President Obama understands the severity of America’s jobs crisis. This morning, he called on Congress to get moving on solutions—and to pay for his American Jobs Act by restoring tax fairness. He hit the nail on the head when he said, “Warren Buffett’s secretary shouldn’t pay a higher tax rate than Warren Buffett.”

    Thanks to President Obama, our national conversation is moving in the right direction. With the release of the American Jobs Act—and today’s speech—he has come forward with important steps to start addressing our jobs crisis. Now, it’s our job to demand action.

    snip

    This morning, President Obama outlined the choices our country faces:

    “Either we ask the wealthiest Americans to pay their fair share in taxes or we ask seniors to pay more for Medicare. We can’t afford to do both. Either we gut education and medical research or we’ve got to reform the tax code so that most profitable corporations have to give up tax loopholes that other companies don’t get. We can’t afford to do both. This is not class warfare; it’s math.”

    With your help, we can create jobs in a fair way. And we can pay for it—as President Obama proposed—by requiring millionaires, billionaires and profitable corporations to pay their fair share to get America back on track.

    Thank you for standing with us.

    In Solidarity,

    Richard L. Trumka
    President, AFL-CIO

    MoveOn also is supporting the President's plan.  Kos is impressed.  

    So Greenwald is entitled to his opnion, but I disagree.

    The American people must wise up and rise up!

    by TomP on Tue Sep 20, 2011 at 08:06:51 AM PDT

  •  Ahhh... (2+ / 0-)
    Recommended by:
    scorpiorising, Johnny Q

    campaign season. I love the smell of bullshit in the morning.

    Excellent post scorpiorising.

  •  A chicken in every pot and a car in every garage. (3+ / 0-)
    Recommended by:
    scorpiorising, prfb, Johnny Q

    I guess we've been here before but it would be nice to have a forward button.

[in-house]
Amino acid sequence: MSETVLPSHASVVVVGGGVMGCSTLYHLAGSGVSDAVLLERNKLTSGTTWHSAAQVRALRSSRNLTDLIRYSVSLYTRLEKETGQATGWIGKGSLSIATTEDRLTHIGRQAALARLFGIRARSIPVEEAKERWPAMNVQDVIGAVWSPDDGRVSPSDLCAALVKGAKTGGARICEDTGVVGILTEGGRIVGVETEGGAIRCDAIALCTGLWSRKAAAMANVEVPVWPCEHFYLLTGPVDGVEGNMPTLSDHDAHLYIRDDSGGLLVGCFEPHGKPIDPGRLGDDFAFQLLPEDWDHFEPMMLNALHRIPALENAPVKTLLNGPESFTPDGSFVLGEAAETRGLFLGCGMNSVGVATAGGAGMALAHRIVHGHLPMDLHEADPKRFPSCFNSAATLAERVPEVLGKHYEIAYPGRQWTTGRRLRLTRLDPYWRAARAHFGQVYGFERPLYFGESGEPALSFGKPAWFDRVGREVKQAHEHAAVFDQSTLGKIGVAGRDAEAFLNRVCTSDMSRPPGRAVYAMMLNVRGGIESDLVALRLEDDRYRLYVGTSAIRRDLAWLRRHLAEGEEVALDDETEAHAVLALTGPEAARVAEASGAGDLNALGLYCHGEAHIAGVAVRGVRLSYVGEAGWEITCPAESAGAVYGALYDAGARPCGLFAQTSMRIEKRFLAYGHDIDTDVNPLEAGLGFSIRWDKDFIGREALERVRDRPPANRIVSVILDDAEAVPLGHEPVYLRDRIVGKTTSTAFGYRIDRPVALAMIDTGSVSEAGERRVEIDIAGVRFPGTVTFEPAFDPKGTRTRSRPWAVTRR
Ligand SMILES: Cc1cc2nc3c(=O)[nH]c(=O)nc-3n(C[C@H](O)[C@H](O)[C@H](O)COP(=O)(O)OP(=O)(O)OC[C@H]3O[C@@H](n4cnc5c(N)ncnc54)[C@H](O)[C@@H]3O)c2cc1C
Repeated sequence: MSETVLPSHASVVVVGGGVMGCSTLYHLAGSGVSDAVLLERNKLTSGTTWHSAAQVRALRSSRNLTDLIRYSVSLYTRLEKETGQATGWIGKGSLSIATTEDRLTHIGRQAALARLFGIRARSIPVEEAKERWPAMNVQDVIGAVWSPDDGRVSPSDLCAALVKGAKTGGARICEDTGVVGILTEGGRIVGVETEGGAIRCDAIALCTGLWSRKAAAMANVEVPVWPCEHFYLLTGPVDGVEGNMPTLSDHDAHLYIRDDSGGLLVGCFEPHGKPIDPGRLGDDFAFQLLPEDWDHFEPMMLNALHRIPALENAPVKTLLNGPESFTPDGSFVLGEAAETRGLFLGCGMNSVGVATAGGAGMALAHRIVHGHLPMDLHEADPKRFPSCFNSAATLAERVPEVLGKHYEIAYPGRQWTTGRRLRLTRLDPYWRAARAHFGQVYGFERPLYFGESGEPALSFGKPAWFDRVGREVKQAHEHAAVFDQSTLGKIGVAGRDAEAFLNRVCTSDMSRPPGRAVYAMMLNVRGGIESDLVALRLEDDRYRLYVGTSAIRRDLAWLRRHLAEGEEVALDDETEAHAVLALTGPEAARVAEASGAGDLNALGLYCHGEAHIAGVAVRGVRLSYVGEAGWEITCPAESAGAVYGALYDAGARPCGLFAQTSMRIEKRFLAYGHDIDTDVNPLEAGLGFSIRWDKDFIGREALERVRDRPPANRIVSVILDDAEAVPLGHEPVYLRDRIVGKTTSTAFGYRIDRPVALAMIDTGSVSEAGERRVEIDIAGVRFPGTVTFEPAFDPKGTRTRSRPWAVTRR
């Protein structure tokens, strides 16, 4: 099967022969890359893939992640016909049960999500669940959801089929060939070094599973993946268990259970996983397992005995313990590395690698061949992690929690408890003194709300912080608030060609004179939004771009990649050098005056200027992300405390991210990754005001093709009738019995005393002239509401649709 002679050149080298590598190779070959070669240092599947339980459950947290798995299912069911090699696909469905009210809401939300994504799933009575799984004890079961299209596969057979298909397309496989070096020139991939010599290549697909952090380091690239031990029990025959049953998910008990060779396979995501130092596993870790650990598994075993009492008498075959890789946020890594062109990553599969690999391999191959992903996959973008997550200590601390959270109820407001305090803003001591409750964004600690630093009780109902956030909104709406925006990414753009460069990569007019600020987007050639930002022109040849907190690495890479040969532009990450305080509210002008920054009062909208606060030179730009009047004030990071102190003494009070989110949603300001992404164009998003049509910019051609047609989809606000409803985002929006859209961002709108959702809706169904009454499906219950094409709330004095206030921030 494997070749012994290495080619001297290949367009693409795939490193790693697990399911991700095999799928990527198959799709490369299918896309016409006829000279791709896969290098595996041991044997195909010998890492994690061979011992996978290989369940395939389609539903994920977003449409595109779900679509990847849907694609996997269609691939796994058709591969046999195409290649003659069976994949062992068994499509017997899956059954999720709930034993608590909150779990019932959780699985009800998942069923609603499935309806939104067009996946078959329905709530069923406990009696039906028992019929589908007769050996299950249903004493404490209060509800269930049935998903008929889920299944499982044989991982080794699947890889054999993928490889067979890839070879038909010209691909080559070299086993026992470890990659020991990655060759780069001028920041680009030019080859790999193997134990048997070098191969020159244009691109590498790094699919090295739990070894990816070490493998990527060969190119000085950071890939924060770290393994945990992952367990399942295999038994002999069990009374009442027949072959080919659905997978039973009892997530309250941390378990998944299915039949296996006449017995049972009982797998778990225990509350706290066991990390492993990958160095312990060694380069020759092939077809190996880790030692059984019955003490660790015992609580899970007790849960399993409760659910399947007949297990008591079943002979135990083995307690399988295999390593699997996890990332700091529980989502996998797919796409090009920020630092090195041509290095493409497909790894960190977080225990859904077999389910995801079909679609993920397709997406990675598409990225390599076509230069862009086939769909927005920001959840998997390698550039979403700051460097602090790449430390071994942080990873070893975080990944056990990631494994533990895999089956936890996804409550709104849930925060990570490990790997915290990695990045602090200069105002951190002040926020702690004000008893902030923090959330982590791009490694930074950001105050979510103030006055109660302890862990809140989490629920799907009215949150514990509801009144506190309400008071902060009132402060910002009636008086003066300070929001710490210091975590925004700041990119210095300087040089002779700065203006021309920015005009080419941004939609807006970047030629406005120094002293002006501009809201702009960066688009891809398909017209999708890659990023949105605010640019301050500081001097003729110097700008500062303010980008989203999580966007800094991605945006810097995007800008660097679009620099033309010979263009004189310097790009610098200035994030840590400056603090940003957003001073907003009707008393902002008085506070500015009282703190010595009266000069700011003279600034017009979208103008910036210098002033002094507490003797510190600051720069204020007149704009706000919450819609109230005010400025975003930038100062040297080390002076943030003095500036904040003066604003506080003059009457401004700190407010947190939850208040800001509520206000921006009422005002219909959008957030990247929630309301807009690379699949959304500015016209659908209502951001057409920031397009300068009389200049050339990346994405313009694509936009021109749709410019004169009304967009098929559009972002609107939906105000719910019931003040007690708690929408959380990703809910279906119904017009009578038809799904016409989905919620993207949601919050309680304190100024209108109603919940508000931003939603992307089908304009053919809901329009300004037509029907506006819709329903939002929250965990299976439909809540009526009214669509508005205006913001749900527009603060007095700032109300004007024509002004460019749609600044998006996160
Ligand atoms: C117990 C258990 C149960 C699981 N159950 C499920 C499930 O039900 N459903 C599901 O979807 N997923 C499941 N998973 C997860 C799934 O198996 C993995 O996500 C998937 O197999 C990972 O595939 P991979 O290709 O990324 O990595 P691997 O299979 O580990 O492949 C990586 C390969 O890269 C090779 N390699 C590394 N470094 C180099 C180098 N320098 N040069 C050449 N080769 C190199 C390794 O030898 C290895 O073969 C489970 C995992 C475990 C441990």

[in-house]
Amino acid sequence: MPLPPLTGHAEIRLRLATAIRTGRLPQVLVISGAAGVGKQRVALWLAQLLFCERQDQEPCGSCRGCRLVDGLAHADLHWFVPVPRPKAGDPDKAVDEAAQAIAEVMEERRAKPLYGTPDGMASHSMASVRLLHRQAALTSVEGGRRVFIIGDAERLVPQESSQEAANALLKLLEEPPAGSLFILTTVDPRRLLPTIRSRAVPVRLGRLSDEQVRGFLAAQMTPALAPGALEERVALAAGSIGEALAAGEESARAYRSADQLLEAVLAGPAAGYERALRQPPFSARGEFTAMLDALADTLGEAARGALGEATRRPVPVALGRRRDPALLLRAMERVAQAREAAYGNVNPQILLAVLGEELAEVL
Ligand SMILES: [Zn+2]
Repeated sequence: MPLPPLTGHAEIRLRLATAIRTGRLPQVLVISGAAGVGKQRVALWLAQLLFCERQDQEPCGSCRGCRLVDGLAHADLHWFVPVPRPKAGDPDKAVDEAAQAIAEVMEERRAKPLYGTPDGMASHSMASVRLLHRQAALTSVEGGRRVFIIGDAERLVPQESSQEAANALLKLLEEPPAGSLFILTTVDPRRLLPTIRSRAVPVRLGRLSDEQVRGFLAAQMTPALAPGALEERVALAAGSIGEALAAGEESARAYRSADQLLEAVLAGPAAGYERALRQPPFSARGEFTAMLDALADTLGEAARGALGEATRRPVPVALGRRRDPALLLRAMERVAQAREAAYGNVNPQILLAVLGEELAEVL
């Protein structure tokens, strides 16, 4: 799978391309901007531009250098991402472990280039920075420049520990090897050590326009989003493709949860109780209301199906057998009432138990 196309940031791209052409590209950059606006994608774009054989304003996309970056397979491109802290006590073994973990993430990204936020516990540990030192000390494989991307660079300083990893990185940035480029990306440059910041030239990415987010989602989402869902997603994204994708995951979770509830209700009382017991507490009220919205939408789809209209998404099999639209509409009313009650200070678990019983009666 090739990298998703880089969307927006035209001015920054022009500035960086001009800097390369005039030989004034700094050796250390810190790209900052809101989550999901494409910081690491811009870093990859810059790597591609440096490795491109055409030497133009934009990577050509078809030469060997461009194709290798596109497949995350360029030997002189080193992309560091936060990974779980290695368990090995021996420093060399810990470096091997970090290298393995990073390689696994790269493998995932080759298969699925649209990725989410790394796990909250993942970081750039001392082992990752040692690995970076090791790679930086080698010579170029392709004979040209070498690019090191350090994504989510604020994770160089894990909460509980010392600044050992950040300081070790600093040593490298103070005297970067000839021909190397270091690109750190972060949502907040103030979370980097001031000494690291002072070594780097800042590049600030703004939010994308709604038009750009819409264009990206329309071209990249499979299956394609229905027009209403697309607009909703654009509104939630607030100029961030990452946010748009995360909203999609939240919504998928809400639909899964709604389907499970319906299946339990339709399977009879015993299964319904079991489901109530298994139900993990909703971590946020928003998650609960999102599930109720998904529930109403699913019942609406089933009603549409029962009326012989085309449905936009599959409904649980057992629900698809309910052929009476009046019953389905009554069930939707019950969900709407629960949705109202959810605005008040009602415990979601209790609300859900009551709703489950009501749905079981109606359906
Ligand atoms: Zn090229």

S.A.W. 2011 STOP ALL WARS "The Global War on Terror is a fabrication to justify imperialism."

    by BigAlinWashSt on Tue Sep 20, 2011 at 08:14:06 AM PDT

  •  He's not perfect, he gets trashed. He does (1+ / 0-)
    Recommended by:
    leftist vegetarian patriot

    something right, he gets trashed.

    Honestly, why bother sometimes?

    "Nothing in all the world is more dangerous than sincere ignorance and conscientious stupidity." --M. L. King "You can't fix stupid" --Ron White -6.00, -5.18

    by zenbassoon on Tue Sep 20, 2011 at 08:21:03 AM PDT

  •  This is BS (0+ / 0-)

    A cynic could honestly make most of the same points, but Barack Obama wasn't running that progressive a campaign in 2008. John Edwards was running as the progressive Democrat in that race (real or not). Barack Obama ran as a centrist perhaps a hair to the left of Hillary Clinton. So this isn't more of the same, because we haven't gotten this before.

    By your logic, nothing he could do or say would be worth taking notice of. It does matter upon what battle lines a campaign is fought.

    My country, right or wrong; if right, to be kept right; and if wrong, to be set right.
    --Carl Schurz, remarks in the Senate, February 29, 1872

    by leftist vegetarian patriot on Tue Sep 20, 2011 at 01:07:42 PM PDT